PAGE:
• Mentor startup founders who need product and technical advising.

All of these efforts are very focused. The time, money and energy we put into each of these four areas are done with efficiency, productivity and impact on the top of our mind. We have spent a fair amount of cognitive power over these eighteen months establishing, refining and iterating on the processes we use to do our work.

The reason I am highlighting the efforts we put forth is to help explain the value that pure randomness has upon the outcomes we have observed. I would argue that even with the rigorous approach we have to our work, a good portion of our success can be attributed to luck. If the word “luck” is hard for people to accept, then I’d suggest, “random chance”.

Are we all fooled by randomness.

I will circle back to the intersection of random chance and effort in a moment. First, let me acknowledge Nassim Taleb’s book “Fooled by Randomness”. I started listening to this book, for the third time, as I drove up I75 this afternoon. This book has always impressed on me the value of consistently evaluating your outcomes and being critical of your assessments. This is especially true if you start to attribute successes with specific actions.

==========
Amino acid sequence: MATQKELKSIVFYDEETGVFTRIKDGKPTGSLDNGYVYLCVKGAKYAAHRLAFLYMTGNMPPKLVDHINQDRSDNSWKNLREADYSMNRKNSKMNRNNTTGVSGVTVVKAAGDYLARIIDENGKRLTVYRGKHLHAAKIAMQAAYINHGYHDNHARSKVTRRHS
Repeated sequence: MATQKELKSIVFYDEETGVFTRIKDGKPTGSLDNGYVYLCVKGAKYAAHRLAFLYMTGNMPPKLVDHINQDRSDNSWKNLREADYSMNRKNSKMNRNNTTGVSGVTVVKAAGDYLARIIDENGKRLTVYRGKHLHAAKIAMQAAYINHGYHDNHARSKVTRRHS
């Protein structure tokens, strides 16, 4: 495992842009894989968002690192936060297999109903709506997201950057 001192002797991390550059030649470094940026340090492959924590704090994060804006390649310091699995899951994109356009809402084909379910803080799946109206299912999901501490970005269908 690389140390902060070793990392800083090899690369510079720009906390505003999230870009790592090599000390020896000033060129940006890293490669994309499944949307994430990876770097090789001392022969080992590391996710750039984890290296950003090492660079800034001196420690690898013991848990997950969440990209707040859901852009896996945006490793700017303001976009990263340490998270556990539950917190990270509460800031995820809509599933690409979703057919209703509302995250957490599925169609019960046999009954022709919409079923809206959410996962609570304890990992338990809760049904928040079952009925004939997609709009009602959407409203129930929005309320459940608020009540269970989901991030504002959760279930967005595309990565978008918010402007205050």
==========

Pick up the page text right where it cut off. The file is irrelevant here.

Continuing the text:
It is easy to look back and find something to attribute your success to. The hours you spent doing sales calls. The years you spent in college developing an expertise. The networks you have made throughout your career. The decisions you made in your product specifications. If you are like me and tend to overly analyze the details, you are likely to also (like me) tie all the outcomes to those efforts.

This is when we become fooled by randomness. Or, I will simply say, this is where I am fooled by randomness.